I know of people, myself included, who have been after Apple for years to support OpenDocument. (Yeah, it's been that long already.) As far as I can tell, the way their bugreporter [apple.com] is set up it's not possible to view other people's bugs. That means that all requests for supporting open standards get blown of as "duplicate" without being able to see the original or its status.

It'd be really interesting to know the real reasons Apple's still failing to support formats like OpenDocument and Ogg. Ogg entered the double digit marketshare [com.com] two years back. OpenDocument is recommended by governments [opendocume...owship.org] around the world for a few years as well. It can't be that M$ is threatening withholding its applications from the platform, because there aren't any left to speak of. Productivity software was the last piece, but faster, better, cheaper, more stable, more interoperable software can be had from everyone else -- again since a few years back. So, what's the hold up at Apple about open formats?

Re:Good news... (1)

Philotechnia (1131943) | more than 6 years ago | (#20345675)

No-one is forcing them to create an open standard that will allow other software to interact with MS Office documents, but they are. Shouldn't they get credit for that?

When they actually do that, get back to me, and I will give them credit. An open standard, OOXML is not. That's my real gripe.

Open Standard? (2, Insightful)

kjkeefe (581605) | more than 6 years ago | (#20345783)

But see, that's just it... They aren't creating an open standard. They are acting like they are creating an open standard, but since it requires several proprietary pieces to work, it is really proprietary. The result is a harder time explaining to non-technical folks the negatives of locking up your content in M$'s proprietary formats and more wasted time for OO.o developers who have to reverse engineer the proprietary elements in OOXML. OOXML is proprietary, plain and simple.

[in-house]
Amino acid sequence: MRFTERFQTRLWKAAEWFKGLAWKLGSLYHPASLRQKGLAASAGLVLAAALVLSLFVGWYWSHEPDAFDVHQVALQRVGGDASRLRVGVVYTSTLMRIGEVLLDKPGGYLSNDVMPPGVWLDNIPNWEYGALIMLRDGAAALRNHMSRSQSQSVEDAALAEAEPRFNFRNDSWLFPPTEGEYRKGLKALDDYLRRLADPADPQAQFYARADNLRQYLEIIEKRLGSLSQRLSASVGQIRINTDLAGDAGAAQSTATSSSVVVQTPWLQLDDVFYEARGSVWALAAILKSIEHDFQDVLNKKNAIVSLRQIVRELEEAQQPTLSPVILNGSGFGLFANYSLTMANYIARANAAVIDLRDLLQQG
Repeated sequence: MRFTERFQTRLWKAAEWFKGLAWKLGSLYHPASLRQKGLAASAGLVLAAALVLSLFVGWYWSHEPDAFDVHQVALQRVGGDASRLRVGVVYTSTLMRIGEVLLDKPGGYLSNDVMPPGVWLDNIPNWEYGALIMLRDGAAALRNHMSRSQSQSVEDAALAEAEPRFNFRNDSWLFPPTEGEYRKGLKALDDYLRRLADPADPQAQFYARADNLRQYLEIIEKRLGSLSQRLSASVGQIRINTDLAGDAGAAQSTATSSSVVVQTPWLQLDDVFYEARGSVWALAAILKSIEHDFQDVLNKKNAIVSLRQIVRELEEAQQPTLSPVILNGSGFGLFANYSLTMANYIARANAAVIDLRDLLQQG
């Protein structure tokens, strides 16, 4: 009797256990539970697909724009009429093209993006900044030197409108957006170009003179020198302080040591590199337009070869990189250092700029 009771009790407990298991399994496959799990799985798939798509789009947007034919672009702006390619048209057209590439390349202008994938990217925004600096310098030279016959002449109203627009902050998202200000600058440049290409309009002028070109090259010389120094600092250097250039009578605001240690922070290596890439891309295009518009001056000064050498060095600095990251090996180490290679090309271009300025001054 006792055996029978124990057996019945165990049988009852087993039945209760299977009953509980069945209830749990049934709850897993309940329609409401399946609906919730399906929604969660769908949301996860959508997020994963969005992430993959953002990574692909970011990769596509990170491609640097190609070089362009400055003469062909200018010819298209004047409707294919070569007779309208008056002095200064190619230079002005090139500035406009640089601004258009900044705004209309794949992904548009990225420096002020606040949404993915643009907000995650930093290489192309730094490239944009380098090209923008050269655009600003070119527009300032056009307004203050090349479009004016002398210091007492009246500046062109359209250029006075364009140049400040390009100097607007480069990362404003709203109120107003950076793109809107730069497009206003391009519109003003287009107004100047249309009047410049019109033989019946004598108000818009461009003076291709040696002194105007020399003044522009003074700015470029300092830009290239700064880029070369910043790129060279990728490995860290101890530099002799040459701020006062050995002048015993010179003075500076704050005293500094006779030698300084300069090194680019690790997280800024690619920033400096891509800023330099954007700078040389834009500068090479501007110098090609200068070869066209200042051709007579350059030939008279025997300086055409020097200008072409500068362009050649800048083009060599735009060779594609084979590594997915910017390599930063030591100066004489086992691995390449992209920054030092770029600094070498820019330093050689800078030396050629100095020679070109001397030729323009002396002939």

They should be rejected and beaten for trying to pull a fast one on consumers.

Re:Good news... (1)

TheRaven64 (641858) | more than 6 years ago | (#20346077)

What format does Apple's Pages/Keynote save to?
A horrible format, which is basically the model object exported using serialiseWithCoder:. It's a good idea to use this kind of thing for persistence, since it is guaranteed to store 100% of the document's data, but it is not a good interchange or archival format.

Is it an open standard?
No, although for interchange both export PDF.

Would Apple apologists say that it isn't open because it allows them to innovate more freely?
No, it's not an open standard because Apple is not aiming iWork at people who have strict interchange and editable-archiving requirements. I would not recommend Pages for a lot of corporate environments for exactly this reason, although I would recommend Keynote to people who have to write a lot of presentations that are delivered and then forgotten.

No-one is forcing them to create an open standard that will allow other software to interact with MS Office documents, but they are. Shouldn't they get credit for that?
Actually, people are forcing them to create (or, at least, abide by) an open standard. Two decades of lock in to Microsoft formats have made governments and large corporations nervous about continuing this lock in. They are starting to demand that Microsoft use an interoperable format. Rather than using the existing ODF format, they are trying to claim that their internal, half-documented, patent-encumbered, format is open.

Re:Good news... (1)

Tom (822) | more than 6 years ago | (#20346367)

What format does Apple's Pages/Keynote save to?
A container format that has copies of images and the actual document in an XML format inside.

Is it an open standard?
No, it isn't. Most importantly: Apple doesn't try to fasttrack it through the ISO to make it one. More importantly, it im- and exports quite a lot of other, competitive formats. Even more importantly: It is horrible XML but it doesn't have "MakeSpacingLikeThisOtherProgram(butI'mnotsayingho wthatdoesit)" tags.

Re:Good news... (1)

Just Some Guy (3352) | more than 6 years ago | (#20346745)

No-one is forcing them to create an open standard that will allow other software to interact with MS Office documents, but they are.

Seriously? That would be sweet! Because all we've had so far is this non-specified confusingly named OOXML junk that isn't a standard and isn't open. It'd be great if they abandon that for the one you seem to know about.